While the beauty and charm of St. Simons Island is undeniable, it and all other barrier islands serve an extremely important purpose in the environment. Barrier islands act as a buffer against storm surges, are a home to many endangered, threatened and protected species, improve water quality and minimize erosion. Keeping these islands in great condition is vital to the health and resilience of the Georgia coast. Although barrier islands such as St. Simons are effective at absorbing wind and wave energy from storms, they are also very fragile ecosystems that are constantly changing.
However, for the past four to five thousand years, Georgia's barrier islands have remained stable enough to develop magnificent maritime forests, which add to the island's efficacy at resisting wind and wave energy while also providing a temperature regulated home for different species of plants and animals. The beaches formed by continuous wave action act as a haven for creatures such as ghost crabs, sand fleas, and shorebirds. Sand dunes formed by steady wind are protected by hardy sea oats and resilient wax myrtle, and the salt marshes protected by the outer island are a hub of activity for an assortment of birds, insects and aquatic animals. If we continue protecting our island from overdevelopment, beautiful formations like these will continue to occur and biodiversity will remain at some of the highest levels in the southeast.
As of now, Georgia has the least disturbed coastline of the eastern United States. Development of these delicate areas only increases the difficulty of maintaining them and allowing them to remain a stable home to a diversity of plant and animal species. That is why we at the St. Simons Land Trust feel as though it is our responsibility to protect and preserve these areas, with the help of our wonderful community members, so that our coastlines remain strong, beautiful and habitable for future generations.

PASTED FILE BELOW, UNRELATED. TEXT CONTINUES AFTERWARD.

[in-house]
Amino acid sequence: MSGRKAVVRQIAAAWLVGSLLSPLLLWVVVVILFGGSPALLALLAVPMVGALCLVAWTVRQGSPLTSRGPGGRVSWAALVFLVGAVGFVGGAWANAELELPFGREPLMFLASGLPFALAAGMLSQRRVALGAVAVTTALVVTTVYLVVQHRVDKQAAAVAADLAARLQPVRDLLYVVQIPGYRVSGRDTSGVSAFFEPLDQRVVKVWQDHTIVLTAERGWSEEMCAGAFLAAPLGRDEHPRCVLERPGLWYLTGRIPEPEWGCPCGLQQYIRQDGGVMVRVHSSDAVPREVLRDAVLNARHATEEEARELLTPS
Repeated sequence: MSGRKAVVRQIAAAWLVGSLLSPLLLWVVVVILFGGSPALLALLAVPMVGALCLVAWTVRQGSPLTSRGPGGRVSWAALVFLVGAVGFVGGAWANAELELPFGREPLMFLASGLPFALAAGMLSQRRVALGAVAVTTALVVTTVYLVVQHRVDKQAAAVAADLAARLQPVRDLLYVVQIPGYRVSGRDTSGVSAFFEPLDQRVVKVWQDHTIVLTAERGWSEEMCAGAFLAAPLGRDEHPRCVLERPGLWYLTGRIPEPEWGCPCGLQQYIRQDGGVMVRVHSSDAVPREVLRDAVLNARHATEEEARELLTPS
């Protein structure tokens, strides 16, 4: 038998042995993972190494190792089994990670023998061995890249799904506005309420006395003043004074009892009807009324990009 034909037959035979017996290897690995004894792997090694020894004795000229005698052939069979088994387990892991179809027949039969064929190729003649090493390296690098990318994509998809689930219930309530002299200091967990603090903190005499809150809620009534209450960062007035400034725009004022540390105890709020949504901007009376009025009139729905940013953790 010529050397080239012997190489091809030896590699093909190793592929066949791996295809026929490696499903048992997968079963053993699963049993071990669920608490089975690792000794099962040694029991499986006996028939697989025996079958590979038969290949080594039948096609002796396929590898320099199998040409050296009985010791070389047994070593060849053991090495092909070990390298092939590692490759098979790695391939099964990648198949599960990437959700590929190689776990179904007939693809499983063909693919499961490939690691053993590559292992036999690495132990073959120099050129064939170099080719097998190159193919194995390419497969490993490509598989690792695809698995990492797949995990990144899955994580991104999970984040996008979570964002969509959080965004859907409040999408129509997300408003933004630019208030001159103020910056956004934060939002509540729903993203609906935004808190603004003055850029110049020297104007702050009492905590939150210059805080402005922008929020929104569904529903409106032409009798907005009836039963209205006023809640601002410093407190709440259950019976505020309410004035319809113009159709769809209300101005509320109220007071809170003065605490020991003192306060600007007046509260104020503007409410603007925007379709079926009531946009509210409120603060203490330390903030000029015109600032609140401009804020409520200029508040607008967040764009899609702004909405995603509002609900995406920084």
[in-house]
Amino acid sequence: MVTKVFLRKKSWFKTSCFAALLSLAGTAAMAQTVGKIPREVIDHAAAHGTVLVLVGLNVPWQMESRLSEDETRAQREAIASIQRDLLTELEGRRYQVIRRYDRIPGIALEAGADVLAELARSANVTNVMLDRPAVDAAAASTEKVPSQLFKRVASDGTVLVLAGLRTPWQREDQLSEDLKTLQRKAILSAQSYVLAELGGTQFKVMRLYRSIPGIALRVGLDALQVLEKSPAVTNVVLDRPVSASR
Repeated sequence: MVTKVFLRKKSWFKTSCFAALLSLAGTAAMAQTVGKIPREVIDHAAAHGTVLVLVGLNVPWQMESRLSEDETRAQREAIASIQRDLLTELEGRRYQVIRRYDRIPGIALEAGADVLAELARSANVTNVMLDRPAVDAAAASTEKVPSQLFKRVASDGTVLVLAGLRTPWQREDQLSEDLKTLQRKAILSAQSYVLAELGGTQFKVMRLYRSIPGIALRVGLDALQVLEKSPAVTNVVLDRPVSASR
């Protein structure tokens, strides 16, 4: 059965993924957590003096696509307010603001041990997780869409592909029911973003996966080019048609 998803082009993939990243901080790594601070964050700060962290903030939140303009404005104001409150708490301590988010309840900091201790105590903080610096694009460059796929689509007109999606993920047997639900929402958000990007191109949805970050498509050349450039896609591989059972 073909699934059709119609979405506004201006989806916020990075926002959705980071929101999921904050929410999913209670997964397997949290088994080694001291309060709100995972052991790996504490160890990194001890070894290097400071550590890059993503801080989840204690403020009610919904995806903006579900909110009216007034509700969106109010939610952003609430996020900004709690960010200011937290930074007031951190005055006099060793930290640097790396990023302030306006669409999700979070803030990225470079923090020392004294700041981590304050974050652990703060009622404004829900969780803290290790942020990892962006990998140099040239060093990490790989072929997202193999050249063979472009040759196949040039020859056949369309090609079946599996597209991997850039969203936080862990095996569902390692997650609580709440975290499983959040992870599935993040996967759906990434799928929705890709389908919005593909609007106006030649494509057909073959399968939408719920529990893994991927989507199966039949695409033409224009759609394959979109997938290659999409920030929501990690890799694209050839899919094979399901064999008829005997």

Support the St. Simons Land Trust through membership giving and you can be sure that your dollars go to work directly in our community to preserve the scenic and natural qualities of the Island. For more information on the St. Simons Land Trust visit sslt.org. Help keep St. Simons Island and the Golden Isles beautiful for generations to come.
The Golden Isles Tree Survey provides a free online database that is constantly updated with tree histories searchable by the tree tag number attached to registered Live Oak trees in Glynn County.
Glynn County GIS partnered with Golden Isles Fund for Trees (GIFT) to provide a GPS location for each tree inventoried by GIFT. Many of the Live Oak trees found throughout St. Simons Island and the surrounding areas contain numbered identification tags that can be searched in the online database that contains the tree's history, approximate age, location, girth and name.
Newly planted Glynn County trees were also surveyed as well as trees that are part of the Georgia Forestry Commission's Champion Tree program which showcases the largest known species of a particular tree.
Historic Live Oaks
The majestic Live Oak trees of St. Simons are an integral part of Georgia's history as well as what makes our Island so special.
For example, the Trustee George Live Oak (#166), located at 100 Mallery Street right by the pier next to the playground and park benches, encompasses the full spectrum of Georgia's historic journey from colony to statehood.
The first twenty years of Georgia history are referred to as the "Trustee Georgia" period because during that time a Board of Trustees governed the colony as a corporation, rather than a colony of the Crown. The charter was granted to General James Oglethorpe on April 21, 1732, by King George II of England. Oglethorpe envisioned the province as a location for the resettlement of English debtors and "the worthy poor." Another reason for the founding of the colony was to create a garrison province to defend the colonies from the Spanish and the French.